Lastly, the authors emphasize the early intervention of antiandrogens in the management of prostate cancer, based on a series of phase 3 studies in men with nonmetastatic castration-resistant prostate cancer and metastatic hormone-sensitive prostate cancer. In addition to the early use of antiandrogens, several large phase 3 studies have demonstrated the utility of early chemotherapy with docetaxel3,4 and abiraterone.5,6 Currently, there are no prospective studies comparing choice of agent among docetaxel, abiraterone, and next-generation antiandrogens. Biomarker-based strategies will be critical to optimize therapy intensification and de-escalation strategies. Additionally, defining early intermediary end points such as metastasis-free survival, a robust surrogate for overall survival in prostate cancer, will enable the earlier integration of therapeutic interventions for men with localized or biochemically recurrent disease.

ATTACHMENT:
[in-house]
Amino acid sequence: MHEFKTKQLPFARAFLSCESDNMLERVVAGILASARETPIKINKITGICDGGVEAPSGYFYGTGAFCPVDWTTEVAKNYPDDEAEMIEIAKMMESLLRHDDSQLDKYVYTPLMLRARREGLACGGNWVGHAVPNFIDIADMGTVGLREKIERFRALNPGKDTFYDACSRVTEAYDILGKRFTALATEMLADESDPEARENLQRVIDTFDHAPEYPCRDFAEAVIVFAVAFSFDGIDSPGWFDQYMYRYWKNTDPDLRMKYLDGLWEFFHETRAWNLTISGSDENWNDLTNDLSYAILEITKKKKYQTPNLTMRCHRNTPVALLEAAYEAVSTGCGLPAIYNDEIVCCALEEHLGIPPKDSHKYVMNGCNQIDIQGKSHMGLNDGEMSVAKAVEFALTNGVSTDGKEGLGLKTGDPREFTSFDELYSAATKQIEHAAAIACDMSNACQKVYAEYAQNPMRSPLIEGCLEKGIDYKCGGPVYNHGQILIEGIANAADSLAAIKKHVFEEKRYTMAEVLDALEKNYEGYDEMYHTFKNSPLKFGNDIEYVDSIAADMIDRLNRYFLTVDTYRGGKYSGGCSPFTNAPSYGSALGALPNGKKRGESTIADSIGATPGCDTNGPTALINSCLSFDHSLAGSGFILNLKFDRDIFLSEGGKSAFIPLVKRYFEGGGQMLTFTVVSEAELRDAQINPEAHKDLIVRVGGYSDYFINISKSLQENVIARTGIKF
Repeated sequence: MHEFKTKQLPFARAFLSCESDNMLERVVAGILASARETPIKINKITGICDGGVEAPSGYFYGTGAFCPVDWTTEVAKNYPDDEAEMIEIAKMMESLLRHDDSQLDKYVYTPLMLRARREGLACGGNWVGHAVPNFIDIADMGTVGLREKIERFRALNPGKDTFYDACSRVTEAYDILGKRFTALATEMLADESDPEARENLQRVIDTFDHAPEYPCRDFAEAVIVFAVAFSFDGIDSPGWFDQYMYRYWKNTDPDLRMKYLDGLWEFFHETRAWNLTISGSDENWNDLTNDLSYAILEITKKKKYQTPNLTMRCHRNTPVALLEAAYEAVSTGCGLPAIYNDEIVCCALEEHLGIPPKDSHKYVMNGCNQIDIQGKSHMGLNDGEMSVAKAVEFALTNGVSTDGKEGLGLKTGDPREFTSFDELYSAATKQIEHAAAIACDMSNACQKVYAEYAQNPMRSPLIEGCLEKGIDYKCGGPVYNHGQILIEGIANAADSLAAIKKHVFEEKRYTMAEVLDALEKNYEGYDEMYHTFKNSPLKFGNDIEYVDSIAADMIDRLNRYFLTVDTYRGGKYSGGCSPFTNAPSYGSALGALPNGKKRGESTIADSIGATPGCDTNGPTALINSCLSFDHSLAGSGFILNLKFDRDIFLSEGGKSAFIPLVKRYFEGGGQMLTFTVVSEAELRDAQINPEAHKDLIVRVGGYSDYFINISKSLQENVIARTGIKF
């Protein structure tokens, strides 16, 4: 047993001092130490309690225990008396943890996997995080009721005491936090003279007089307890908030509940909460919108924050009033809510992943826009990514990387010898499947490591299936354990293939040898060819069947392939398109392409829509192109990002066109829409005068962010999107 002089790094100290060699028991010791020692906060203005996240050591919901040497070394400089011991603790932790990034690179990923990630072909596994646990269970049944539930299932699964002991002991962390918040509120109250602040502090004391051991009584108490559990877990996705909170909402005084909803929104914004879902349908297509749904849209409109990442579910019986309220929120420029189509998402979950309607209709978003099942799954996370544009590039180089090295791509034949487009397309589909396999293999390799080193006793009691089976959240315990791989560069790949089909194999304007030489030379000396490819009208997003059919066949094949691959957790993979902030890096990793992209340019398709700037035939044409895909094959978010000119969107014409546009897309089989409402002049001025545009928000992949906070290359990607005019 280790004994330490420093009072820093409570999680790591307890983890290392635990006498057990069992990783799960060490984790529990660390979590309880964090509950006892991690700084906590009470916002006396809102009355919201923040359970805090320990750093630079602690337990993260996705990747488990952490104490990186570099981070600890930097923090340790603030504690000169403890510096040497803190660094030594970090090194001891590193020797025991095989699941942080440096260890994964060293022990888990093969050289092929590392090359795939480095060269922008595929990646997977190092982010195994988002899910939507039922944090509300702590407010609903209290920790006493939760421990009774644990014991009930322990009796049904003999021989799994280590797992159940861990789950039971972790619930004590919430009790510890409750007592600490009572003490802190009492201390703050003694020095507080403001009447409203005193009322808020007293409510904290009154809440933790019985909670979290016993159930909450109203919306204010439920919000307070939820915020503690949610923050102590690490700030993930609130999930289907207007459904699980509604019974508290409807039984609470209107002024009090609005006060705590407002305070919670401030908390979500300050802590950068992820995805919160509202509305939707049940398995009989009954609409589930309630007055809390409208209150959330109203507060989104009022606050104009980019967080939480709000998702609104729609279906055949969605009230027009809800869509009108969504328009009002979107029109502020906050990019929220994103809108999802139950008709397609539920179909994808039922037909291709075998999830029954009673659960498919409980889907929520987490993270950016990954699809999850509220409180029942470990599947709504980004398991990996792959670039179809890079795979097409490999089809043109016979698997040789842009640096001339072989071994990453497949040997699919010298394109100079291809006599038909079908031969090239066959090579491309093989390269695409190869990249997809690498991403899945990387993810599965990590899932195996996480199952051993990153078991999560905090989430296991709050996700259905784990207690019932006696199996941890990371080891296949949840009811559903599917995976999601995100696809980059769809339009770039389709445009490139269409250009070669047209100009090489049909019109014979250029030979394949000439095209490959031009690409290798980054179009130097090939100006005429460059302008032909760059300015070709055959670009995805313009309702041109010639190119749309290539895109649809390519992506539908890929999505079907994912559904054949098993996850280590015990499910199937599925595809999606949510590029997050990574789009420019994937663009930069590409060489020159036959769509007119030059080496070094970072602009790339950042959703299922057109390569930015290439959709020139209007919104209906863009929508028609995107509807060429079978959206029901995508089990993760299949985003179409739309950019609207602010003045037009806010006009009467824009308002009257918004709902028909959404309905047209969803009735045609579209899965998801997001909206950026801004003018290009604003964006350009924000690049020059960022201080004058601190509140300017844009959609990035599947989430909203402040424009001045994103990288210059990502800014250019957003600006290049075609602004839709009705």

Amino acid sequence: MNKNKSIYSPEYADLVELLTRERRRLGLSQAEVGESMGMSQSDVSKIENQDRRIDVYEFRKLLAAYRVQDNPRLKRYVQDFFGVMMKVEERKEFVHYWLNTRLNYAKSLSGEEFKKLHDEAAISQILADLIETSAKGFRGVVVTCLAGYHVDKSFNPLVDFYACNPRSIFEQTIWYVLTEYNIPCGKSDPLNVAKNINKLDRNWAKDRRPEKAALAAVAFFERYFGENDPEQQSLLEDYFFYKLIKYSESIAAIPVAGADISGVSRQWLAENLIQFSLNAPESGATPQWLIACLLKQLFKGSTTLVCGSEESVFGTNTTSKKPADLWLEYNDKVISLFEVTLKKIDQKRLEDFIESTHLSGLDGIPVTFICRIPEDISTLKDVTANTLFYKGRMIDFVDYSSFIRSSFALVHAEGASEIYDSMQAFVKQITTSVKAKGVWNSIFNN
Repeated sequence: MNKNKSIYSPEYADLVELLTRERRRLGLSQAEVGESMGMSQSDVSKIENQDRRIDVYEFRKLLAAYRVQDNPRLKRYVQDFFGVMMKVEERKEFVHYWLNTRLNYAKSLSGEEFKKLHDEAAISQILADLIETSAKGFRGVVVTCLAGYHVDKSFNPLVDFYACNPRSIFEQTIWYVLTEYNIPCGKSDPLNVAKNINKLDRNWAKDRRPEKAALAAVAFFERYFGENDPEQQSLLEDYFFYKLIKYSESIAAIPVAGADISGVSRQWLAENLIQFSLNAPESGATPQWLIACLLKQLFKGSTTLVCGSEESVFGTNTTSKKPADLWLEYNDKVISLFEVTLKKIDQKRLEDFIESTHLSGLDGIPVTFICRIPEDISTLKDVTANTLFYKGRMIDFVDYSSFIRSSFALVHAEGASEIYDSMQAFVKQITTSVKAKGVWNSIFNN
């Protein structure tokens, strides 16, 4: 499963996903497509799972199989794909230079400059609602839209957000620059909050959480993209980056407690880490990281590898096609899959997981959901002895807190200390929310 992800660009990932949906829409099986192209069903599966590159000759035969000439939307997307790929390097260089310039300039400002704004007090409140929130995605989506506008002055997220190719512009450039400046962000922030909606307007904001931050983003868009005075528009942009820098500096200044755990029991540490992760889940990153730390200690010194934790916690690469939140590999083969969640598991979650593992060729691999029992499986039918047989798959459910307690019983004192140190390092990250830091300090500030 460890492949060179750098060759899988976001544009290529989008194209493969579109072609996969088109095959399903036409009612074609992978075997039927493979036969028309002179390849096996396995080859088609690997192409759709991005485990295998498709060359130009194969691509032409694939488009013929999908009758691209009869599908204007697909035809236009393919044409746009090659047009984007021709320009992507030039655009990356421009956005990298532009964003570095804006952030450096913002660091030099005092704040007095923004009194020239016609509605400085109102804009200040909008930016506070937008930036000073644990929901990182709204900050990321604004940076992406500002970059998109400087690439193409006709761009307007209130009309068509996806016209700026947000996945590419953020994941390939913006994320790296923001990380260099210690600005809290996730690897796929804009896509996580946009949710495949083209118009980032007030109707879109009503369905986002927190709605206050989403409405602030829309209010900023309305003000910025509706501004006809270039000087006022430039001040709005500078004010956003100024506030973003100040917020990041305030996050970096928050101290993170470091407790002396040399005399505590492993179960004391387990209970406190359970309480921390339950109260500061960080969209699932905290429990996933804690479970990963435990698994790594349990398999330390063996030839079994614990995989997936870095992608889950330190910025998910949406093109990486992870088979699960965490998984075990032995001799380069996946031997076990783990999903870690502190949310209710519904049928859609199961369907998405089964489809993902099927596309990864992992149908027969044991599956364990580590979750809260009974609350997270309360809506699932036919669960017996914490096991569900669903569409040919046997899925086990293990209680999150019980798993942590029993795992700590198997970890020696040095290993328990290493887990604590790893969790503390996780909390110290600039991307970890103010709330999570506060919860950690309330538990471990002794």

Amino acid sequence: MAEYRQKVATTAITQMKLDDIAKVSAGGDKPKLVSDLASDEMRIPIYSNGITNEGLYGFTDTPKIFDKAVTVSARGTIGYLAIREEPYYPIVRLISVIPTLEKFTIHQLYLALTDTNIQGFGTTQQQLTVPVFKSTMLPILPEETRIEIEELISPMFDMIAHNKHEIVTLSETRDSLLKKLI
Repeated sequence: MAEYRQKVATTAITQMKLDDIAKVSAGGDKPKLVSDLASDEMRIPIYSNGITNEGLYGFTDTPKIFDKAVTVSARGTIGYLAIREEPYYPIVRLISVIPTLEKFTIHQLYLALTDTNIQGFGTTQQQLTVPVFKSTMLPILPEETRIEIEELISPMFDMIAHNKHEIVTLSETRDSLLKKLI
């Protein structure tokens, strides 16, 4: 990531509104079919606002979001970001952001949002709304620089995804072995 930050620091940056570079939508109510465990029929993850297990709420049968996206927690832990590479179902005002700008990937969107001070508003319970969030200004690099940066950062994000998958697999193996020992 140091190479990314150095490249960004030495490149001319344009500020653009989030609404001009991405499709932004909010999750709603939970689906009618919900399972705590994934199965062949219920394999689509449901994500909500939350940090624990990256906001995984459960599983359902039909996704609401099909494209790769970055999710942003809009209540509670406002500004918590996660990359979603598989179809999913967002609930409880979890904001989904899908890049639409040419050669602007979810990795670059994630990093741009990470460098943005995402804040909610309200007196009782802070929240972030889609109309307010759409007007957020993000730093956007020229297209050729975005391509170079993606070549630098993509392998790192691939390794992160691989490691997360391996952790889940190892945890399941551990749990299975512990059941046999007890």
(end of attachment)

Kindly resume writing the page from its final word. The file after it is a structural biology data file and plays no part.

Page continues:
The authors should be commended for proposing a change in the former categorization of prostate cancer disease states to better reflect current advancements in imaging and genomics. However, in its current form, the taxonomy is somewhat ambiguous and does not reflect the underlying biology or a regulatory framework for drug development and approval. There is a need to build on the existing framework established by the Prostate Cancer Working Groups 2 and 3, which links disease biology to drug development and common clinical practice.7,8 Subsequent guidelines addressing the full spectrum of the natural history of prostate cancer and integrating advancements in imaging and biomarkers will be warranted, to optimize future clinical trial design and the clinical care of patients with prostate cancer.